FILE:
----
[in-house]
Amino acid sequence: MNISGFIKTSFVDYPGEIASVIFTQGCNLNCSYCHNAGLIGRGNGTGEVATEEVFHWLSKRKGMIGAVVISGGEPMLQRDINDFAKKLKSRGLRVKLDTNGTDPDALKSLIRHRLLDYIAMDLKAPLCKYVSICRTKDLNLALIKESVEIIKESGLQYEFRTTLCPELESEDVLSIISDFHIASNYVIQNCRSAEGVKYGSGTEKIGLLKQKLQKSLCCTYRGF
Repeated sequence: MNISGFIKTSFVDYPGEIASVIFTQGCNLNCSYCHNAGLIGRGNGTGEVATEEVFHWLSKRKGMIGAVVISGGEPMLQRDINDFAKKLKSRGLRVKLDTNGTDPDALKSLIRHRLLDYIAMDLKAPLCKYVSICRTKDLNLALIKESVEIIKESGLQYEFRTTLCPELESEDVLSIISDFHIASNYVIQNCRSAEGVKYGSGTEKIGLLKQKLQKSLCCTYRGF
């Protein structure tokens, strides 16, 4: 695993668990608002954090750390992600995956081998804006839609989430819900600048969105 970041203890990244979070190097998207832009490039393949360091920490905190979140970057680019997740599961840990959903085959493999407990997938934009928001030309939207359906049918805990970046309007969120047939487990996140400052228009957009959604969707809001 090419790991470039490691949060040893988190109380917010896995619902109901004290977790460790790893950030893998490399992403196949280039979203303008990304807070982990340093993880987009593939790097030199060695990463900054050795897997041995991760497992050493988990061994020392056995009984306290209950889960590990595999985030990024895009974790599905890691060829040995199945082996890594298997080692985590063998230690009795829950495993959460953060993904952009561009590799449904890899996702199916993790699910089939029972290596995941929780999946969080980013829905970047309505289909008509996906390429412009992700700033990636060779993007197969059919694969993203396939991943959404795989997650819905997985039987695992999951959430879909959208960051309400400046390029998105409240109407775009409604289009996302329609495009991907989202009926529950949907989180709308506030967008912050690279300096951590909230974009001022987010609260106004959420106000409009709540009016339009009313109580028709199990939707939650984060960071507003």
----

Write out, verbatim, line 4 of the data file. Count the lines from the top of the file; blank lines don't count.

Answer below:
């Protein structure tokens, strides 16, 4: 695993668990608002954090750390992600995956081998804006839609989430819900600048969105 970041203890990244979070190097998207832009490039393949360091920490905190979140970057680019997740599961840990959903085959493999407990997938934009928001030309939207359906049918805990970046309007969120047939487990996140400052228009957009959604969707809001 090419790991470039490691949060040893988190109380917010896995619902109901004290977790460790790893950030893998490399992403196949280039979203303008990304807070982990340093993880987009593939790097030199060695990463900054050795897997041995991760497992050493988990061994020392056995009984306290209950889960590990595999985030990024895009974790599905890691060829040995199945082996890594298997080692985590063998230690009795829950495993959460953060993904952009561009590799449904890899996702199916993790699910089939029972290596995941929780999946969080980013829905970047309505289909008509996906390429412009992700700033990636060779993007197969059919694969993203396939991943959404795989997650819905997985039987695992999951959430879909959208960051309400400046390029998105409240109407775009409604289009996302329609495009991907989202009926529950949907989180709308506030967008912050690279300096951590909230974009001022987010609260106004959420106000409009709540009016339009009313109580028709199990939707939650984060960071507003």